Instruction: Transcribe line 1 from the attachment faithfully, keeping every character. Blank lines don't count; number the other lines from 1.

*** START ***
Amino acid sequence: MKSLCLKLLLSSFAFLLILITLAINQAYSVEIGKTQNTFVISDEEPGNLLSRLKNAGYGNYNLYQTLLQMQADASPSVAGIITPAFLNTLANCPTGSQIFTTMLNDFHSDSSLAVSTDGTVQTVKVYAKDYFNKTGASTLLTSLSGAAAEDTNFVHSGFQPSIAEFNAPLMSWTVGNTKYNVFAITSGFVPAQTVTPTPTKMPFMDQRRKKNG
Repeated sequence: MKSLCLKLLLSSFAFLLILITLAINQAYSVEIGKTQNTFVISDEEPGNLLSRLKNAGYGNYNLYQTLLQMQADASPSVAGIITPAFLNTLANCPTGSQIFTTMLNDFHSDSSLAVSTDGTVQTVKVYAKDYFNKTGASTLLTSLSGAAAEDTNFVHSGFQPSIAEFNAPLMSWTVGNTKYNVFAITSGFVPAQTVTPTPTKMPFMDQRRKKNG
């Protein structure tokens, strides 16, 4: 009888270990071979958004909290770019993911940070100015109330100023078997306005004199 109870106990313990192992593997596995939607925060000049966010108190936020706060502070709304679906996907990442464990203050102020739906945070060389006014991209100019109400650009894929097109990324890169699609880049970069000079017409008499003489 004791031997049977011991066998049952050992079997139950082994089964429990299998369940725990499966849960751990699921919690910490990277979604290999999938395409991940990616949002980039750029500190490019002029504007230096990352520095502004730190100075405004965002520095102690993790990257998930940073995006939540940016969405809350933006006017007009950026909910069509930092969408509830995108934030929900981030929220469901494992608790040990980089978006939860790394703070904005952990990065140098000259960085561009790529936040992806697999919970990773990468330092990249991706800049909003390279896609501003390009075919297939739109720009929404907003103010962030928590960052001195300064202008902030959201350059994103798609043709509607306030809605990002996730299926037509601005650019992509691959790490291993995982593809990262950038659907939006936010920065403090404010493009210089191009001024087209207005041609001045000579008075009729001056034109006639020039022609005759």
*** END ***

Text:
Amino acid sequence: MKSLCLKLLLSSFAFLLILITLAINQAYSVEIGKTQNTFVISDEEPGNLLSRLKNAGYGNYNLYQTLLQMQADASPSVAGIITPAFLNTLANCPTGSQIFTTMLNDFHSDSSLAVSTDGTVQTVKVYAKDYFNKTGASTLLTSLSGAAAEDTNFVHSGFQPSIAEFNAPLMSWTVGNTKYNVFAITSGFVPAQTVTPTPTKMPFMDQRRKKNG